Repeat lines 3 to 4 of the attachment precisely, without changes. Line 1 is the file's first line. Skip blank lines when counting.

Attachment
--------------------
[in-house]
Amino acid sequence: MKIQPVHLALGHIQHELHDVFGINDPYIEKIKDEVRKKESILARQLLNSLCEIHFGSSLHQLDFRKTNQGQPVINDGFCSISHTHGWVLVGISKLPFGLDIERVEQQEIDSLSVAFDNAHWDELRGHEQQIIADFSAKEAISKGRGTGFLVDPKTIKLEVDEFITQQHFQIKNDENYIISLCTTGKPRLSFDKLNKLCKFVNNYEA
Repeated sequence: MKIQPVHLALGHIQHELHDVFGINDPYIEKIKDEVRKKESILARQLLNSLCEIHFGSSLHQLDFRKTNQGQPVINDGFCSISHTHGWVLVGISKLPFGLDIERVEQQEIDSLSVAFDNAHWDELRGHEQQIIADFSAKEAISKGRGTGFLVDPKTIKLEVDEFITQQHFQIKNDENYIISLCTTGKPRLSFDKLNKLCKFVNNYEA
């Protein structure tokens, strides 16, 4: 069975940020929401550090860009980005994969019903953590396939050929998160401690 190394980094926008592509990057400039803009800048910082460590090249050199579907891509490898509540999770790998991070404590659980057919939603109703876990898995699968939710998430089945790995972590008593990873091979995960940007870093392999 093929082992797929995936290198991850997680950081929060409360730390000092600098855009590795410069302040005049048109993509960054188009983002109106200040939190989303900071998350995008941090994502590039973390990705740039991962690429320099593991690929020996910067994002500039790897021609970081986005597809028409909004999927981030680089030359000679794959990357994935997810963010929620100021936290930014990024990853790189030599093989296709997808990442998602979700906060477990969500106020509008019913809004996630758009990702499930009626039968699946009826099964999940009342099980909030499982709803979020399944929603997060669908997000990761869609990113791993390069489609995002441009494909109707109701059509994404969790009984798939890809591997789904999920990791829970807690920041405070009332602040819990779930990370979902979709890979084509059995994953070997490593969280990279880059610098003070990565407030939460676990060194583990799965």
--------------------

Repeated sequence: MKIQPVHLALGHIQHELHDVFGINDPYIEKIKDEVRKKESILARQLLNSLCEIHFGSSLHQLDFRKTNQGQPVINDGFCSISHTHGWVLVGISKLPFGLDIERVEQQEIDSLSVAFDNAHWDELRGHEQQIIADFSAKEAISKGRGTGFLVDPKTIKLEVDEFITQQHFQIKNDENYIISLCTTGKPRLSFDKLNKLCKFVNNYEA
């Protein structure tokens, strides 16, 4: 069975940020929401550090860009980005994969019903953590396939050929998160401690 190394980094926008592509990057400039803009800048910082460590090249050199579907891509490898509540999770790998991070404590659980057919939603109703876990898995699968939710998430089945790995972590008593990873091979995960940007870093392999 093929082992797929995936290198991850997680950081929060409360730390000092600098855009590795410069302040005049048109993509960054188009983002109106200040939190989303900071998350995008941090994502590039973390990705740039991962690429320099593991690929020996910067994002500039790897021609970081986005597809028409909004999927981030680089030359000679794959990357994935997810963010929620100021936290930014990024990853790189030599093989296709997808990442998602979700906060477990969500106020509008019913809004996630758009990702499930009626039968699946009826099964999940009342099980909030499982709803979020399944929603997060669908997000990761869609990113791993390069489609995002441009494909109707109701059509994404969790009984798939890809591997789904999920990791829970807690920041405070009332602040819990779930990370979902979709890979084509059995994953070997490593969280990279880059610098003070990565407030939460676990060194583990799965």